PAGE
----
Saturday, April 22, 2006

Linux for Human Beings...

I've recently switched over from Windows XP Pro to Ubuntu Linux, and I'm loving every minute of it. It might be difficult to tackle the differences, and if you're willing to learn a few commands- with enough patience you can make the switch in about a week.

So I've decided to write a seven part series on how to make the switch, what follows is day one.

Day one: Where you'll be in one week- and getting started.
The sceenshot above shows were I am after one week using ubuntu linux. I started off by installing my ancient Warty Warthog release (the versions of ubuntu go: Warty, Hoary, Breezy, Dapper [beta]). Since this version is almost 2 years old, I decided to upgrade my system- which you can do two ways. You can use the terminal to update your repositories (which is a list of ftp(file tree protocal) websites where all available software for ubuntu is kept. Updating your repositories simply gets the newest list of updates available for ubuntu to install. Then you can upgrade software according to the new ropository list that was created.

*Type into the terminal*
sudo apt-get update
sudo apt-get upgrade

It will ask you for the root password to continue, but you could type "sudo su" to go into the root terminal if you plan on doing alot of stuff. Sometimes it's less bothersome, but it's all up to the user. Now that we've upgraded our system, we can not upgrade the distribution, which you must do in order. For example, when I wanted to upgrade from Warty to Breezy- I had to upgrade like this: (Warty -> Hoary -> Breezy). This process downloads about 1500 new software packages, some new and some that will upgrade old ones.

To update to Hoary type in: sudo apt-get dist-upgrade . Or you can go to your repositories list (system -> administration -> synaptic package manager). Once your in synaptic goto settings -> repositories.
Then goto edit, and change the distribution dialog to Hoary (or to whatever distribution you are going to). Always remember to upgrade in order, as I've found that if you don't it breaks systems. When you're done editing all the repositories (change any reference of your old distribution to the new one), you can reload your packages, and mark all updates. Ubuntu will download all new files from the repositories and install them automatically. Pretend we followed these steps 2 more times, and now we have a Ubuntu Dapper Drake Beta system.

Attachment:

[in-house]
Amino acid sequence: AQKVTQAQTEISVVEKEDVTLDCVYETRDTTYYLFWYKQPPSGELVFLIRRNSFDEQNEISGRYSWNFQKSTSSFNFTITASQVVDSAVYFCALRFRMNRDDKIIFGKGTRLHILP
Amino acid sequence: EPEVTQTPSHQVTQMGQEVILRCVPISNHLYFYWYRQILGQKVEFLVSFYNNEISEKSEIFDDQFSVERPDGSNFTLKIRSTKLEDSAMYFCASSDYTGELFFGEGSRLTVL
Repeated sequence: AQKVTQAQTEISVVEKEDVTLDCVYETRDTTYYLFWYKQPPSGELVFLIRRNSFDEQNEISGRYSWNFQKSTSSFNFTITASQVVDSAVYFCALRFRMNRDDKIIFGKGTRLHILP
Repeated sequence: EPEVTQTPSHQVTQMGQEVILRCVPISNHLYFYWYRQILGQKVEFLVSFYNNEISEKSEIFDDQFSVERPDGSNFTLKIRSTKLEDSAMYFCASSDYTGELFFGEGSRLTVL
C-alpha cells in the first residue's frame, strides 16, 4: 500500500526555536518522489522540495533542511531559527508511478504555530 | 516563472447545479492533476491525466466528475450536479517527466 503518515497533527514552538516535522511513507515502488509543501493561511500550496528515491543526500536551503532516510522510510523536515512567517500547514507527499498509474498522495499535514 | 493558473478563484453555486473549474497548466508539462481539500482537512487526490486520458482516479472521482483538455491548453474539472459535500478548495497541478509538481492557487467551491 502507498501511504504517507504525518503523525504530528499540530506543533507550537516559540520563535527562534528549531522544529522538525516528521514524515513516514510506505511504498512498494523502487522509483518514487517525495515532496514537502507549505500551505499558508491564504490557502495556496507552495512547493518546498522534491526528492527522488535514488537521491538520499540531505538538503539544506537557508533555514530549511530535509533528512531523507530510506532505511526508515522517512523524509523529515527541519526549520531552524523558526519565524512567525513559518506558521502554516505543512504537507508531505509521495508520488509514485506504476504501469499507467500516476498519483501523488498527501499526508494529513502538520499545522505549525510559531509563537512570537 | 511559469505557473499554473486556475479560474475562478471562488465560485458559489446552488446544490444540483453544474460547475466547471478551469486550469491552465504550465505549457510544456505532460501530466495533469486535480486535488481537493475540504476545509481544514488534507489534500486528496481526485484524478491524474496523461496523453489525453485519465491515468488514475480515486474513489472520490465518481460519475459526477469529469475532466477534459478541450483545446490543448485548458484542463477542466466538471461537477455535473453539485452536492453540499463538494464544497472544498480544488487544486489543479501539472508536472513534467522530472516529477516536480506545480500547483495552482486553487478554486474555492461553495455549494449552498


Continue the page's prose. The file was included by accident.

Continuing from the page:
So what's next? Let's familiarize ourselves with the desktop. By default, the gnome desktop has a panel at the top for the menu bar, and for little software programs- almost like widgets in OSX. To add a program to any panel, simply right click it- and add to panel. You'll notice that the menu bar has "Applications", "Places", and "system". It's a good idea to familiarlize yourself with these menus. On the bottom, you'll notice another gnome panel, which is extremely similar to Windows, except that it has "workspaces". Basically, you can use these virtual desktops all at once- effectively doubling the available space you have. You'll also notice that the program you are working in is highlighted, simply drag it to another workspace and it will move. You can also right click the menu bars of programs to see all available options.

Let's go ahead and install a program, let's say realplayer to watch a video feed. Download a realplayer.bin package and drag it into the terminal. If you run into an error, just right click the .bin file and click properties. Allow the owner to execute it, and drag it into the terminal again. It will automatically install it for you. .Bin files are the easiest programs to install (outside of the ubuntu universe and multiverse packages which I'll get into later), because they have a self installer. Tar.gz, Tar.gz2 and rpm packages require a bit more work (and sometimes you must compile them from scratch, although usually there are ready-made ubuntu packages to use.) Realplayer will be installed in your "home" directory automatically, goto places -> home and find realplayer ->realplay shell script file. Open the file and you'll see a notice, just run the file and voilla realplayer opens.
Next week I'll discuss alot more, stay tuned. Goto to download Ubuntu today!

Day 2: What do you want to do?

If you are going to completely move over to Linux, you'll going to want to get a few things working.

1) Multimedia files (this includes wmv, avi, mov, divx, xvid, dvds, vcds, and streaming video files such as asx)
2) Flash, java and other website supporting plugins
3) Figuring out wich multimedia engine works for you (Xine or Gstreamer)

In ubuntu all these things can be achieved rather simply, because packages be found in the DapperDrake repositories. In the screenshot above you can see that streaming wmv with mozilla-firefox and totem-xine works quite well, and is a fine alternitive to wmp on Windows. By default; however, Ubuntu ships with Totem-Gstreamer which in most cases works pretty horribly. Go into the synaptic package manager and search for "totem," you'll notice that a package called "totem-gstreamer" and the totem-gstreamer plugin for firefox are installed. You'll want to unistall them and install "totem-xine" and the totem-xine plugin for mozilla. That's really all there is to it. Totem-xine supports nearly every format imaginable, but if you want you can also install the vlc player, which is also in the repositories. There is also a firefox plugin for it, but you cannot use the totem plugin and the vlc plugin at the same time- you must choose the one that works best for you. A good xine based music player is Amarok, which again, is located in the repositories. At this point, you should be familiar with the sunaptic pakcage manager and the "add/remove" programs list.

Next week: setting up ubuntu just the way you like.


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